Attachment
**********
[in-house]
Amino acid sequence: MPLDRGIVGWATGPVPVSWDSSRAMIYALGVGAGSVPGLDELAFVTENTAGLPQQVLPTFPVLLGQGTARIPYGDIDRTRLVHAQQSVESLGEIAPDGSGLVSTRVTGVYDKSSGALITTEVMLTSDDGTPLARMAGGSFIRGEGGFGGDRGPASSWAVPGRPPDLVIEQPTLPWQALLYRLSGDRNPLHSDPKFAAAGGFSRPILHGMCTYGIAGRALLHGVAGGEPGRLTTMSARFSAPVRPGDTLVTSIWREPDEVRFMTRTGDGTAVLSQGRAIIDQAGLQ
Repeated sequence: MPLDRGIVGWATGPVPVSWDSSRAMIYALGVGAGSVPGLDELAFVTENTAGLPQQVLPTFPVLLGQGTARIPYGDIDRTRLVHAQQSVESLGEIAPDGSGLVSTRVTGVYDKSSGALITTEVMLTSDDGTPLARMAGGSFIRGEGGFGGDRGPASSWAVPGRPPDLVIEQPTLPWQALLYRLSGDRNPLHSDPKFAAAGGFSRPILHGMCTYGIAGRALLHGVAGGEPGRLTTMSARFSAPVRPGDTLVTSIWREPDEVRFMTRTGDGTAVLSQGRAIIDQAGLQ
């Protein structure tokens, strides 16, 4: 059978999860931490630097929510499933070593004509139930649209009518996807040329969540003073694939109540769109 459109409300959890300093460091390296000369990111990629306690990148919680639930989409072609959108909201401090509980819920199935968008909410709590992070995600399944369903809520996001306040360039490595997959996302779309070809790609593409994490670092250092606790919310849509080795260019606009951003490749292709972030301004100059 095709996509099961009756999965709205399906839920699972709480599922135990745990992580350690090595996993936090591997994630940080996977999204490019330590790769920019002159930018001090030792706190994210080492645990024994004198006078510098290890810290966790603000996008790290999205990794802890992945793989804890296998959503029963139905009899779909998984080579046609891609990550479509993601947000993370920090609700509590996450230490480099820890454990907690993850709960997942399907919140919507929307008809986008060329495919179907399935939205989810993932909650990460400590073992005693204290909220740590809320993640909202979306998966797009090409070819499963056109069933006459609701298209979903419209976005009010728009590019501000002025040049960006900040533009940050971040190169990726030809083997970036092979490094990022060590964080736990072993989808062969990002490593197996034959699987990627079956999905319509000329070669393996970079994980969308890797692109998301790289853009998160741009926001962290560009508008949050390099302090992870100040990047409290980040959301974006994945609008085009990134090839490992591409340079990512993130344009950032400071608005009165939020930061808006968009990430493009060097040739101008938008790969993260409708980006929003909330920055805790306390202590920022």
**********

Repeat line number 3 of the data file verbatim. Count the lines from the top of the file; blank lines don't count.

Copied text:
Repeated sequence: MPLDRGIVGWATGPVPVSWDSSRAMIYALGVGAGSVPGLDELAFVTENTAGLPQQVLPTFPVLLGQGTARIPYGDIDRTRLVHAQQSVESLGEIAPDGSGLVSTRVTGVYDKSSGALITTEVMLTSDDGTPLARMAGGSFIRGEGGFGGDRGPASSWAVPGRPPDLVIEQPTLPWQALLYRLSGDRNPLHSDPKFAAAGGFSRPILHGMCTYGIAGRALLHGVAGGEPGRLTTMSARFSAPVRPGDTLVTSIWREPDEVRFMTRTGDGTAVLSQGRAIIDQAGLQ